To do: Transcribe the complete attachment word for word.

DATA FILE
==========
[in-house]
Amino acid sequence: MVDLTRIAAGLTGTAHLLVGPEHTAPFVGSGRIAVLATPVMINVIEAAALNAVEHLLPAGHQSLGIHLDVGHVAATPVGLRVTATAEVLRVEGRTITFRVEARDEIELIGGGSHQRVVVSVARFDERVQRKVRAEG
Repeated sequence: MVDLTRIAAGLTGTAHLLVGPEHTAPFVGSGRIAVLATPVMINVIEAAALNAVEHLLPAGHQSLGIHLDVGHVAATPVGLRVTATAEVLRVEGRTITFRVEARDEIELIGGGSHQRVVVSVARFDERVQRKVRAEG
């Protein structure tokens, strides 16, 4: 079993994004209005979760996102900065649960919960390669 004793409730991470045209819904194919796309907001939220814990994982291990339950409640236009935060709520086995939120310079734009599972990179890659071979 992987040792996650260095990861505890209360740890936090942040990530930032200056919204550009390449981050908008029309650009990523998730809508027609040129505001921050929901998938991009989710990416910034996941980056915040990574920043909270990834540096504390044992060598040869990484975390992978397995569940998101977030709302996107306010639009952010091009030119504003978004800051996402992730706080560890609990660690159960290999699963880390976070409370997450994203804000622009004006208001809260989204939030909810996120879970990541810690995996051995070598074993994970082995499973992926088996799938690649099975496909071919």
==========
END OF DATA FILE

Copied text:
[in-house]
Amino acid sequence: MVDLTRIAAGLTGTAHLLVGPEHTAPFVGSGRIAVLATPVMINVIEAAALNAVEHLLPAGHQSLGIHLDVGHVAATPVGLRVTATAEVLRVEGRTITFRVEARDEIELIGGGSHQRVVVSVARFDERVQRKVRAEG
Repeated sequence: MVDLTRIAAGLTGTAHLLVGPEHTAPFVGSGRIAVLATPVMINVIEAAALNAVEHLLPAGHQSLGIHLDVGHVAATPVGLRVTATAEVLRVEGRTITFRVEARDEIELIGGGSHQRVVVSVARFDERVQRKVRAEG
């Protein structure tokens, strides 16, 4: 079993994004209005979760996102900065649960919960390669 004793409730991470045209819904194919796309907001939220814990994982291990339950409640236009935060709520086995939120310079734009599972990179890659071979 992987040792996650260095990861505890209360740890936090942040990530930032200056919204550009390449981050908008029309650009990523998730809508027609040129505001921050929901998938991009989710990416910034996941980056915040990574920043909270990834540096504390044992060598040869990484975390992978397995569940998101977030709302996107306010639009952010091009030119504003978004800051996402992730706080560890609990660690159960290999699963880390976070409370997450994203804000622009004006208001809260989204939030909810996120879970990541810690995996051995070598074993994970082995499973992926088996799938690649099975496909071919």